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Published 22 February 2021
The Supreme Court (SC) has upheld the decisions of the Employment Tribunal, the Employment Appeal Tribunal and the Court of Appeal that Uber drivers should be classified as 'workers', not independent self-employed contractors, and therefore are entitled to employment rights such as holiday pay, rest breaks and the minimum wage.
Uber had argued that they were, in effect, an intermediary or agency providing booking and payment services to self-employed drivers. Uber argued that the passengers contracted with the individual driver and not with Uber. Uber relied upon the quite complex written contractual arrangements that existed with the drivers.
In contrast the drivers argued that they were contracted by Uber to provide driving services for Uber. They argued that the passengers contracted with Uber not with them personally. The drivers relied upon the ‘reality’ of the position on the ground.
The SC rejected the argument that Uber was merely an agency or intermediary. In particular the SC pointed out that such an arrangement could not apply in an taxi context as it would be incompatible with the regulatory licensing rules that apply to taxi drivers in London.
The SC confirmed that it is correct to consider the reality on the ground rather than just what the written contract between the parties might say. This followed a previous decision of the SC (the Autoclenz case from 2011).
Uber had argued for a narrower interpretation and that Tribunals should not depart from the written contract between the parties unless there was some actual evidence of an inconsistent approach.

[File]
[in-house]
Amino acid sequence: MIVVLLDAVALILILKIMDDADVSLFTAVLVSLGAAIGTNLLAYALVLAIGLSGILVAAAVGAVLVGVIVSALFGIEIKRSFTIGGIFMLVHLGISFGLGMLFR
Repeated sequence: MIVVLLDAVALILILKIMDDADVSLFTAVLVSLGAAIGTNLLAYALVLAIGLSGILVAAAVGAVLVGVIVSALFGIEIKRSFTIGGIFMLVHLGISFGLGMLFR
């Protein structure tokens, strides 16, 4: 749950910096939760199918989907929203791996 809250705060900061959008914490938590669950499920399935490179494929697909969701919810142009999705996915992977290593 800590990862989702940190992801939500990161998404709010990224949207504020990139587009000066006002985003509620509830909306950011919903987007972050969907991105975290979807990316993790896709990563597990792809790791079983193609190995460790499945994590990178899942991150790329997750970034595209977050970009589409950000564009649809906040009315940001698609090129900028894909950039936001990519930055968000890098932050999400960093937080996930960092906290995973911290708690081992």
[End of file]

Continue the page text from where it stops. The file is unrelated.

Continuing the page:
The SC rejected this argument. The SC noted that employment/worker contracts were different from normal commercial contracts.
The SC noted that the drivers had significant flexibility as to how they provided their services and, for example, could chose when and where they worked. However the SC listed a series of factors pointing to worker status.
There was no dispute that drivers were working when they were actually transporting a passenger.
However, in addition the SC held that drivers were also working during any period when they were within their territory (i.e. in this case London), had the Uber app switched on and were ready and willing to accept trips.
There remained a debate about the scenario where a driver works for multiple separate taxi companies and waits for a passenger with multiple apps open at the same time. The SC court recognised that this might be relevant in certain situations and might change the analysis. However the SC felt it did not apply here due to Uber’s market position.
The implications of this case are clearly wider than the Uber drivers. It follows the trend to closely scrutinise purported "self-employed" status. Although a number of business models and practices have been found to be incompatible with genuine self-employment by the courts and tribunals, all cases are heavily fact-sensitive – there have been exceptions and the SC does not preclude further exceptions arising. As such, other businesses who wish to use a freelance workforce should carefully consider the terms and arrangements they put in place, whilst remembering that what happens in practice will be as important, if not more important, as the terms and conditions written into any agreement with individuals.
Uber has a smartphone app by which passengers can book rides from drivers who also have the app. The drivers own their own cars and are free to choose when they make themselves available to accept bookings.
The case which give rise to these appeals were brought by Uber drivers against the company claiming holiday pay under the Working Time Regulations 1998 and under-payments of wages under the National Minimum Wage Regulations 1999.
In order to bring their claims it is necessary for the drivers to first establish that they are “workers” within the meaning of the Regulations. The Employment Tribunal held a preliminary hearing to decide that question; and also, if the drivers were workers, the period during which they were working, which is necessary for the calculation of any holiday pay and wages due. It held (1) that the drivers were workers; and (2) that they were to be regarded as working during any period when they were within their territory (i.e. London), had the Uber app switched on and were ready and willing to accept trips. The EAT, CoA and the Supreme Court have now upheld that decision.
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